Insights & News
After a mild first quarter, deal volume picked up in Q2. GF Data® reported that 205 contributors completed 58 deals compared to 46 in Q1 and a slight increase from 54 in Q2 15. Average valuations came in slightly higher than the previous two quarters at 6.8x.
According to GF Data®, the increase in deal volume is likely the result of more firms (both small and large) taking advantage of accommodating market conditions.
Here is the summary transaction data for the previous six quarters:
- According to GF Data®, although the private equity market has been relatively stable in terms of valuation, debt levels have increased. Total debt to EBITDA has averaged in the mid-threes in years past and is now consistently closer to 4.0x.
- As debt levels rises, equity contributions as a percentage of total capital has declined to about 44% from 50% and above in years past. The abundance of relatively cheap debt capital has helped stabilize valuations and reduce interest expense for private equity buyers. It will be interesting to see how long bankers will fund a disproportionate amount of total deal price as the prospects of rising interest rates loom.
- In an interesting turn, year to date, only a few industry sectors had valuations in excess of historical averages. Manufacturing, business services and distribution sectors (normally associated with slower growth) were slightly ahead while health care services, media and telecom and technology valuation came in slightly lower. It may be that we are finally seeing peak valuations in certain sectors in this cycle.
Pitchbook® Reports Increased Uncertainty in M&A and Private Equity Activity
During Q2, Pitchbook® reported a decline in total M&A deal value and deal volume of 14% and 25%, respectively (as opposed to the increase in the private equity submarket). Overall, the supply of quality targets has thinned, resulting in less capital being put to work. Although strategic buyers continue to push valuations higher for certain deals, it appears the overall appetite for and supply of such deals may be slowing. As dealmakers approach new transactions, growth implications are being more carefully vetted as overall economic conditions remain sluggish. With respect to capital structure, Pitchbook® reports the median debt percentage used in 2Q deals shrunk to 48.6%, the lowest number recorded since the first quarter of 2010. After reaching a maximum debt to EBITDA level of 5.5x during 4Q 2015, debt to EBITDA has dropped to 4.3x in 2Q, again reflecting a more conservative approach. The following graph presents the annual breakout of EV/EBITDA and total debt/EBITDA multiples since 2014:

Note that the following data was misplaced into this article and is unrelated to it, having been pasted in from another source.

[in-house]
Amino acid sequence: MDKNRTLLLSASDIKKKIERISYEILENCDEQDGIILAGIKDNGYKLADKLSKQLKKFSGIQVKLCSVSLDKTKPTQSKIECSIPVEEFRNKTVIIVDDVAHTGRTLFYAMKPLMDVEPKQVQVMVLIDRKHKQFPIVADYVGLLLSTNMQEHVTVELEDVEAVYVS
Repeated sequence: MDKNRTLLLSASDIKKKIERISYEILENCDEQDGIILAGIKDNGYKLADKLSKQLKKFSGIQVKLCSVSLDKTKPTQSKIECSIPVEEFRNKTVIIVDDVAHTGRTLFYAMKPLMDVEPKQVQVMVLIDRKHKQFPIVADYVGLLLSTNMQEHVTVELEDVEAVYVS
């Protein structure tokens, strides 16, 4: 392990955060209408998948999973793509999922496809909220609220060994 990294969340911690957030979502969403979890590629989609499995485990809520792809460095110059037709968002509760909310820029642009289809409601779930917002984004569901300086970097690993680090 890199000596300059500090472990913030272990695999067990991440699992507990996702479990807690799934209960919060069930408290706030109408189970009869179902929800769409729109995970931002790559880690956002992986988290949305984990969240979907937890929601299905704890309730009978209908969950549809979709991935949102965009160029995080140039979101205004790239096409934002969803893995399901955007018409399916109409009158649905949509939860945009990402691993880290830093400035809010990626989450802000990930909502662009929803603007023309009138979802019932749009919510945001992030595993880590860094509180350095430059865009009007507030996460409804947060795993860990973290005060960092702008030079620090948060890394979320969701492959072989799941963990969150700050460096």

As economic growth continues along at a sluggish pace, PE buyers are becoming more selective and cautious. For example, the volume of smaller deals (under $100 million EV) is slowing while the volume of larger deals ($100 million to $500 million) has increased. Smaller deals are generally perceived as more risky, and buyers appear less willing to pay premium valuations. Additionally, based on 2Q data, certain sectors (healthcare, media, telecom) may be reaching their cyclical peak valuation relative to historical averages. This trend is usually more pronounced in the public markets as investors tend to make more sudden swings into and out of sectors. Despite all this caution however, average valuations have remained relatively stable over the last two years.
What’s My Multiple?
As a business valuation professional, clients frequently ask me “What’s My Multiple?” In other words, if private equity EBITDA valuation multiples are X on average, what could I expect someone to pay for my business? It’s a perfectly reasonable question for an entrepreneur to ask. After all, the vast majority of a business owner’s wealth is usually tied up in their business. Before we answer this question, let’s consider some facts we know about the businesses that private equity (PE) buyers are attracted to. Number one, PE buyers want to see historical and prospective growth. Whether you are buying shares of IBM or a small business, all other things equal, investors will pay more for a company that demonstrates growth than a company in decline or fighting to maintain market share. Declining businesses are generally relegated to the ‘bargain basement’ bin. Second, PE investors want cash flow. Cash flow capacity is a key driver of value because it is the thing that pays salaries, provides for a company’s capital purchases, pays off debt and allows for payment of dividends. In general, companies that attract PE buyers have adjusted EBITDA profit margins averaging 20%. Lastly, PE buyers want competent management that is incentivized to stay and grow the business. Competent managers typically know how to identify talent and develop and motivate their peers to perform well. Developing a well-rounded, motivated management team will go a long way to enhancing the attractiveness of a business.
Back to the question of, “What’s My Multiple?” Sorry, the truth is all companies have a completely different set of facts and circumstances to consider to even begin assessing a reasonable valuation. Some companies are what I refer to as ‘lifestyle’ businesses that have limited cash flow capacity, and therefore, limited value. The business provides the owner a desired ‘lifestyle’ but not much else. Other businesses are what I call ‘cash flow machines’ operating within growth industry sectors. These businesses attract both strategic and PE buyers. Most businesses fall between these extremes. So rather than spend time worrying about “What’s My Multiple?” – I would advise business owners to get busy growing, producing cash flow and developing a talented management team. The valuation multiple will take care of itself.
For additional information, please contact Patrick Lowry at email@example.com or 410-418-9290.
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